Notwithstanding audience-specific failures and the challenges of illustrating complexity in its different manifestations, an uncontroversial fact is that one of the most remarkable abilities of Gladwell, the writer, is that even readers who may not be initially interested in a subject matter are likely to want to know more about it after having read a few paragraphs of his writings.  Gladwell's narratives appear instinctively to demand undivided attention and instill the desire to explore topics/issues that readers may otherwise overlook or consider worthy objects of examination in that neverland time of 'later'.  His storylines, as much as PBS shows such as The Secrets of the Dead and History Detectors, fall into the sought-after class of intrinsically delightful learning activities (at least for me).  To what can we attribute this response? Perhaps the reader's interest results from the transparency with which a subject matter is presented and/or the sophistication of the mind of the experts Gladwell selects.  Interest may also result from the format of Gladwell's stories, resembling that of a jigsaw puzzle that someone may have bought some time ago and then abandoned in the attic of the reader's house.  The numerous pieces appear to be intact, but the box with the solution is missing.  Some initial curiosity in seeing the puzzle completed may exist, but the sheer number of pieces and time constraints appear to endorse the selection of alternative activities.  Gladwell guides the undecided finder (i.e., reader), generating a powerful argument that his/her initial interest is to be satisfied.  He does so by combining some pieces, the most critical ones, making the partial figure that is placed in front of the reader so compelling and intriguing that now attention is securely captured.  Gladwell then adds skillfully and methodically most of the other pieces together; and by doing so, he satisfies in a piecemeal fashion the reader's demand to know.  Yet the jigsaw puzzle never seems to be entirely finished.  As attention is devoted to the developing picture, some areas of the puzzle appear to require more pieces than are actually available.  Similarly, in Gladwell's narratives, collected evidence and answers are never terminal but rather generative of further inquiries.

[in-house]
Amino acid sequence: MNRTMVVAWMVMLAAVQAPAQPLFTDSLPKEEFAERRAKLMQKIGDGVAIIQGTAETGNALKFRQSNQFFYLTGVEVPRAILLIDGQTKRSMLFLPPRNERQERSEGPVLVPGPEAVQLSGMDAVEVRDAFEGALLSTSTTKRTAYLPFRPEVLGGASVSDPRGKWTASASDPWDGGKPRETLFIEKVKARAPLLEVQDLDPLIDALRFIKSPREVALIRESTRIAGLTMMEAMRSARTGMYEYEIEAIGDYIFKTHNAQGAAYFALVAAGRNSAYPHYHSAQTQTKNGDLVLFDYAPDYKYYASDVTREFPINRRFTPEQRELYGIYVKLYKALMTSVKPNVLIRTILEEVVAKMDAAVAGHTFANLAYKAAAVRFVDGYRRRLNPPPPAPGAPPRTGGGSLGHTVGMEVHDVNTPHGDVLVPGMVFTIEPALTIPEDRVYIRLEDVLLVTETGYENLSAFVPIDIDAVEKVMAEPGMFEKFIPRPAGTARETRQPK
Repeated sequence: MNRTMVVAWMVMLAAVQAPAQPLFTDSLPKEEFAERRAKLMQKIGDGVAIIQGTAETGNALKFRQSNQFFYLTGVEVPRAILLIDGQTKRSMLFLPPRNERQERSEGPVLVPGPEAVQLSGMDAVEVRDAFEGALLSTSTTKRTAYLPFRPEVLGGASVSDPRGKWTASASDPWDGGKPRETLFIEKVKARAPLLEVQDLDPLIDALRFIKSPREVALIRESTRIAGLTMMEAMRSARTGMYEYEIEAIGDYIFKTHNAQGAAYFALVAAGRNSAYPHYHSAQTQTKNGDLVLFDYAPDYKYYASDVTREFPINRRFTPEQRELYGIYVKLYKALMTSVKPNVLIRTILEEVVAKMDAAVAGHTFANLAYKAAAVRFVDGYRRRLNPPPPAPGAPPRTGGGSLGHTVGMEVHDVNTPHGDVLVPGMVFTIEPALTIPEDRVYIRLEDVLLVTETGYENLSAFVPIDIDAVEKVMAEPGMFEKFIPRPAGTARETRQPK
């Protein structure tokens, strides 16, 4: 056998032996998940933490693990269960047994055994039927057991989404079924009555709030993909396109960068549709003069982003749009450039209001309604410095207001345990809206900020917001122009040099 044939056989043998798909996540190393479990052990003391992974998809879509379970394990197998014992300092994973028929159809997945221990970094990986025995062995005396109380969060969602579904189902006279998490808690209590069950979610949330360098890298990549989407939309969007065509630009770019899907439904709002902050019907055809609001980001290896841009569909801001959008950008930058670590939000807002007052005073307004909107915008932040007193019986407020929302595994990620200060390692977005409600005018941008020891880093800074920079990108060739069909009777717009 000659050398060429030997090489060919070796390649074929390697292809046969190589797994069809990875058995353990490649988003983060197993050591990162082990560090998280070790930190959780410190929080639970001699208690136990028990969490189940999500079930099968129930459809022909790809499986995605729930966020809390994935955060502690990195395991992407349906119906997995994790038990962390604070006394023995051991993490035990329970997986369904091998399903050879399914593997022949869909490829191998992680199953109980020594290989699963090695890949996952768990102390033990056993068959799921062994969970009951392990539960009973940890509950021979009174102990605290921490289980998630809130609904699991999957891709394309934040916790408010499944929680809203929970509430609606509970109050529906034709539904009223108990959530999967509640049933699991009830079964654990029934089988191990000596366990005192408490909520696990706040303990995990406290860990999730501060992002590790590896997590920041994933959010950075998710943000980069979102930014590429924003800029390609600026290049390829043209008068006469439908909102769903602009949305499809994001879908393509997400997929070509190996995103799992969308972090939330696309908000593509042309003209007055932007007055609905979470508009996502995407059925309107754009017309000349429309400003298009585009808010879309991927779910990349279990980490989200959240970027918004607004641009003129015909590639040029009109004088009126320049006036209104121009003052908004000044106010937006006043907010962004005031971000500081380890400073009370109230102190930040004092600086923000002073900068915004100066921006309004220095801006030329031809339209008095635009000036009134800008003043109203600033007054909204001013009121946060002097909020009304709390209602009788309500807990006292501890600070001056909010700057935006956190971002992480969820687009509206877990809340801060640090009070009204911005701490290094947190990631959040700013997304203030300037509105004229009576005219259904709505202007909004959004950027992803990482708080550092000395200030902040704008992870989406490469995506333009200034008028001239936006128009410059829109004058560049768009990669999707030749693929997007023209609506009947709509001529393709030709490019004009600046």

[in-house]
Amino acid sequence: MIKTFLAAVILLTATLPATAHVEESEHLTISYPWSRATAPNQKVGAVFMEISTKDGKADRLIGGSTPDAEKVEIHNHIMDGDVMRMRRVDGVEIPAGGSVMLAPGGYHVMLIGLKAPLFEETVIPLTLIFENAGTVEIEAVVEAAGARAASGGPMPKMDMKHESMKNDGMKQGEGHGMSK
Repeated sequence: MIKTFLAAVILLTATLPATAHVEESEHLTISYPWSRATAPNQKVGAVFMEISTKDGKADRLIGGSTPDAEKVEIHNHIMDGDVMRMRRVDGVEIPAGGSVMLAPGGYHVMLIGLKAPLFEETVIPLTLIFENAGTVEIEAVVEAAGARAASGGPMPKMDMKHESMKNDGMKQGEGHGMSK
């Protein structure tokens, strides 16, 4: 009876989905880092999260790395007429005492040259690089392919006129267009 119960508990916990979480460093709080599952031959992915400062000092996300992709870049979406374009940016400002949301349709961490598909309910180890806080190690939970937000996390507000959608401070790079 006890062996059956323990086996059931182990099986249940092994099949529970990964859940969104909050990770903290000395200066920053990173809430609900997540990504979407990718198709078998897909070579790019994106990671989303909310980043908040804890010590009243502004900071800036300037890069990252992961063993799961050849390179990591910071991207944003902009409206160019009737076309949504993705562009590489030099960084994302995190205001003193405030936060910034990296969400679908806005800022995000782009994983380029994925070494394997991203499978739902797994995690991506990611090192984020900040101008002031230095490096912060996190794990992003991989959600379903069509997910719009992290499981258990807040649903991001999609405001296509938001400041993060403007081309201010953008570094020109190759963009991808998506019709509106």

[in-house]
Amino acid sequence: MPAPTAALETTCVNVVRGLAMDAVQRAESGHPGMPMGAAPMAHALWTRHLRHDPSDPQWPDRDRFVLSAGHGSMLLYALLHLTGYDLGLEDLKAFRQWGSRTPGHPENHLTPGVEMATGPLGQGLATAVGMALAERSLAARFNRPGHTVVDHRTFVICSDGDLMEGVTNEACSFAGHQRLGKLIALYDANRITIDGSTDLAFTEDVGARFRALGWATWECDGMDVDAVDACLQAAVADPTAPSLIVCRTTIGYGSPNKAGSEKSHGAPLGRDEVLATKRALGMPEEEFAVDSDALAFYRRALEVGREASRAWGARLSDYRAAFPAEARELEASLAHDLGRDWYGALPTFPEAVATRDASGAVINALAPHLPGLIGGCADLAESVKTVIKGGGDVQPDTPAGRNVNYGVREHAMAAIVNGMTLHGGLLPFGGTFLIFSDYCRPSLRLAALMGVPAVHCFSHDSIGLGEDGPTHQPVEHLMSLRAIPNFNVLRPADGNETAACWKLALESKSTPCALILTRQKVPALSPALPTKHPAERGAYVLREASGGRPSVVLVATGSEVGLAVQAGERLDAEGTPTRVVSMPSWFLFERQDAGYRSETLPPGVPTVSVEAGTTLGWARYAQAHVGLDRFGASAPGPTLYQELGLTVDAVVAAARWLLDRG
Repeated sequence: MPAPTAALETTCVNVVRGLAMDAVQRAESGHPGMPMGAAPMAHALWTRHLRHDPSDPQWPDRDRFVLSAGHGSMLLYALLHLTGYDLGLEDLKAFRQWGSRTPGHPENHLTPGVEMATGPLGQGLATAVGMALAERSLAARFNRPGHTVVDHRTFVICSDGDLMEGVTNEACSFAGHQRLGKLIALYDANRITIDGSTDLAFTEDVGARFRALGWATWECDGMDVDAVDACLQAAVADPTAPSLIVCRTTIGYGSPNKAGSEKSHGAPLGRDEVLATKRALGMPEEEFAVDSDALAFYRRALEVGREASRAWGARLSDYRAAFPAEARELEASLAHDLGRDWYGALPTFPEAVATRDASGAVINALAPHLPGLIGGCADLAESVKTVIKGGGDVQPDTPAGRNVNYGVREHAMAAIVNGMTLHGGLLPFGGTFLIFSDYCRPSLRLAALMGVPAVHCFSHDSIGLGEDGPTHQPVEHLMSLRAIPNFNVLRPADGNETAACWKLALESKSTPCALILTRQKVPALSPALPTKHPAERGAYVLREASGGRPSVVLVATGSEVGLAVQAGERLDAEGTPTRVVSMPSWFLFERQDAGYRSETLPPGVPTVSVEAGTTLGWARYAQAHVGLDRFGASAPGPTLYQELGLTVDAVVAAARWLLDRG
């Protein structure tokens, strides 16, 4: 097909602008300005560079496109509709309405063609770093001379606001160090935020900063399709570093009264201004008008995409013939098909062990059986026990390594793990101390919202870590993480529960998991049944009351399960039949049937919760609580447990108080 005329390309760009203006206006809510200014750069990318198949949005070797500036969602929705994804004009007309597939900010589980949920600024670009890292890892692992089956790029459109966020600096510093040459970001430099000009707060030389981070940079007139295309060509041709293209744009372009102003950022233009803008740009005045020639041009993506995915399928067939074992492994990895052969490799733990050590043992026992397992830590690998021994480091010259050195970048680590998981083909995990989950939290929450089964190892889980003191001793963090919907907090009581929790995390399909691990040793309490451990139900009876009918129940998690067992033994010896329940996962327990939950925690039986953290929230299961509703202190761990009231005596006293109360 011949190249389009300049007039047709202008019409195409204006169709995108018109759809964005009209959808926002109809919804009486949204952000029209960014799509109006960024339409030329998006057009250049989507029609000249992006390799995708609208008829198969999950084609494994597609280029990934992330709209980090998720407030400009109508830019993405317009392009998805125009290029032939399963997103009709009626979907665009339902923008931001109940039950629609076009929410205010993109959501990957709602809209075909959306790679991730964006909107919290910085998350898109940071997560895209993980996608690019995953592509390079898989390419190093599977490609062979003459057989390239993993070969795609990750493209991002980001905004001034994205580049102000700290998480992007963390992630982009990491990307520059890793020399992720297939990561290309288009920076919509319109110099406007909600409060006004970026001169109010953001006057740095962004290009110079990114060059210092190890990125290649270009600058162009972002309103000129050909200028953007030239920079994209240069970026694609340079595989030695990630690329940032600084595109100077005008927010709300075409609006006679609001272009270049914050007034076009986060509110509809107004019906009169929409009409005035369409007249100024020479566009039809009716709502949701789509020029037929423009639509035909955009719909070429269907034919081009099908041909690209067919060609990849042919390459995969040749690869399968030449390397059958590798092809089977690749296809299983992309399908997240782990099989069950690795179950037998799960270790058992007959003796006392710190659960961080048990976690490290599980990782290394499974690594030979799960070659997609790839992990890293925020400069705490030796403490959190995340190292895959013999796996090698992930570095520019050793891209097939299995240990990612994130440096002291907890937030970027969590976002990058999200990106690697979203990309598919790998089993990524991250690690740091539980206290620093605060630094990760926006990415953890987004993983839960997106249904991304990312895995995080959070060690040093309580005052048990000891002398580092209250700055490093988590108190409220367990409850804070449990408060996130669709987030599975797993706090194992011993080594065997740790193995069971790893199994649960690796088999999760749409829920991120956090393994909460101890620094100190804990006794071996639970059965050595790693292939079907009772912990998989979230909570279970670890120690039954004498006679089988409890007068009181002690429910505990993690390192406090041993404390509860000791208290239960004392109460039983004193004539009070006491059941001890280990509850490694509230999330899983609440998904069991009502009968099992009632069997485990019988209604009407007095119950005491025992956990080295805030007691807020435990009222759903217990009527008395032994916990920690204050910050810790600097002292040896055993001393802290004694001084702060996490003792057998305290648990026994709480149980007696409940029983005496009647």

Critics have said that in What the Dog Saw, no overriding theme exists, but merely a string of stories without a serious thematic connection.  Yet all narratives included in What the Dog Saw share a main theme:  the human mind and some of the most arduous to study qualities such as intuitiveness, swiftness, etc.  Gladwell selects a diverse array of everyday experiences where practical applications of human cognition can be examined, and then he uses such experiences to ask important questions regarding the workings of the human mind.  He goes so far as examining the cognition of dogs and the way that successful dog training depends critically on the human mind's ability to understand the operating principles of dogs' minds.  Of course, the specific everyday experiences Gladwell selects are quite dissimilar, from decision-making in the stock market to the nature of successful dog training and advertizing campaigns.  He focuses on equally diverse characters whose expertise is made discernible to the reader with plain testimonials of their thoughts and actions.  The variety of Gladwell's inquiries may appear to some readers the mere byproduct of his desire to make his inquiries interesting to a broad audience.  Yet they are the necessary condition for exploring the human mind whose diverse functioning can be fully understood only by examining the multitude of its applications.  A keen observer of social sciences, Gladwell knows this fact well, notwithstanding all generalizations that may have rattled some of his readers. 

 

© 2009 Maura Pilotti

 

  

 

 Maura Pilotti, Ph.D., Department of Psychology, Hunter College, New York